The following filings are consistent with our endeavors to expand broadband adoption and access throughout the five boroughs. DoITT also submits periodic filings or testimony related to rights-of-way management matters, cable television and public safety communications.
On June 8, 2012, the City filed a petition seeking a waiver of the FCC’s requirement that all public safety and industrial/business land mobile radio systems in the 150-174 MHz and 421-512 MHz bands migrate from 25 kHz channel bandwidth to 12.5 kHz or narrower technology by January 1, 2013. The City described how the complexity of its public safety operations and recent legislative changes, which have affected spectrum currently used by the City’s public safety operations, have impacted the City’s ability to meet the January 1, 2013 deadline.
The Department of Information Technology & Telecommunications has provided testimony and submitted comments and filings to a number of local, state and federal entities.
On February 3, 2014, the City of New York responded to the FCC’s notice of proposed rulemaking regarding siting of wireless facilities. In the comments, the City recognizes the extraordinary value wireless communications provide the residents, visitors, and businesses of New York City, but outlines the continued need for local review of siting-related matters to ensure that public safety (structural integrity, fire safety, and other aspects of building safety) and aesthetic needs continue to be met.
On July 18, 2011, the City responded to the FCC’s Notice of Inquiry regarding how to accelerate broadband deployment. In the comments and reply comments, the City of New York describes how it has used the existing regulatory framework to achieve universal deployment of broadband facilities by competing service providers for residential customers. The comments and reply comments also describe the City’s practices with regard to siting of wireless service facilities.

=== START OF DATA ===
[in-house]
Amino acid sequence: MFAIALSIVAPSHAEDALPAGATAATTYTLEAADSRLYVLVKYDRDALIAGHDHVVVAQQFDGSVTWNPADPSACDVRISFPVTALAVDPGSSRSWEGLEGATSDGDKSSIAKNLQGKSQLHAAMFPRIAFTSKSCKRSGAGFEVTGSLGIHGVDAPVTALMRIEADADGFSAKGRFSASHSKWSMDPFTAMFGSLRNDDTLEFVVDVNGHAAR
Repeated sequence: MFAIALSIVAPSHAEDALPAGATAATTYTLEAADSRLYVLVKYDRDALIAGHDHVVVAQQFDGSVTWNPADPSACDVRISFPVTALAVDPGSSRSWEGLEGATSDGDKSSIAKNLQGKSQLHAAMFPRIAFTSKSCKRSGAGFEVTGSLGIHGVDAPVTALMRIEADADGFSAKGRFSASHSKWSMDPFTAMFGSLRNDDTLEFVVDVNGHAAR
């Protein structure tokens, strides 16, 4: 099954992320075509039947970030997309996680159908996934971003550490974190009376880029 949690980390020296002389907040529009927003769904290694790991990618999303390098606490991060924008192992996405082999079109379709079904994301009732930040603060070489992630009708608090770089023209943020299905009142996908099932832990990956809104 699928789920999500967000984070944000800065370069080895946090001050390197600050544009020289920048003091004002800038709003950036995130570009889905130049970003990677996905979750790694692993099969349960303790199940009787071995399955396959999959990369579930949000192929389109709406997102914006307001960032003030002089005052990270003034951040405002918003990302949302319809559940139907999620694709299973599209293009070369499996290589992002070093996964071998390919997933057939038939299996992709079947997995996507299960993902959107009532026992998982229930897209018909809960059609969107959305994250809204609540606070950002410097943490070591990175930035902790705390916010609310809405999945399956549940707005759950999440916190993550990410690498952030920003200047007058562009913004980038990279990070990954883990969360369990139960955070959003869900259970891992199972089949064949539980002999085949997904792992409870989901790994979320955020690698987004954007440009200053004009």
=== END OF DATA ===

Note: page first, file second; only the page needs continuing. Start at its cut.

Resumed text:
On November 29, 2011, the City responded to an FCC Notice of Proposed Rulemaking, which tentatively concluded that allowing cable operators to encrypt the basic service tier in all-digital systems will not substantially affect compatibility between cable service and consumer electronics equipment for most subscribers. In its comments, the City recommends a temporary, as opposed to a permanent, removal of the basic-tier only encryption ban for all digital-systems, with an opportunity to revisit the issue at a later date.
On July 8, 2011, the City filed reply comments in the FCC’s annual proceeding to assess the status of competition in the market for the delivery of video programming. The reply comments describe the continued need for the regulatory framework established by Title VI of the Communications Act, as amended, and how the City has used this framework to ensure that its residents have contractually guaranteed access to at least two wireline multichannel video programming distribution operators.
On April 21, 2011, the City responded to a FCC Notice of Proposed of Rulemaking regarding modernization of the Lifeline and Link Up programs. The City supports revising the definition of “Lifeline” to explicitly allow support for broadband. Nevertheless, the City’s comments state that the ultimate resolution of the broadband adoption problem requires a holistic solution that addresses the various impediments to wider adoption, of which cost is only one factor.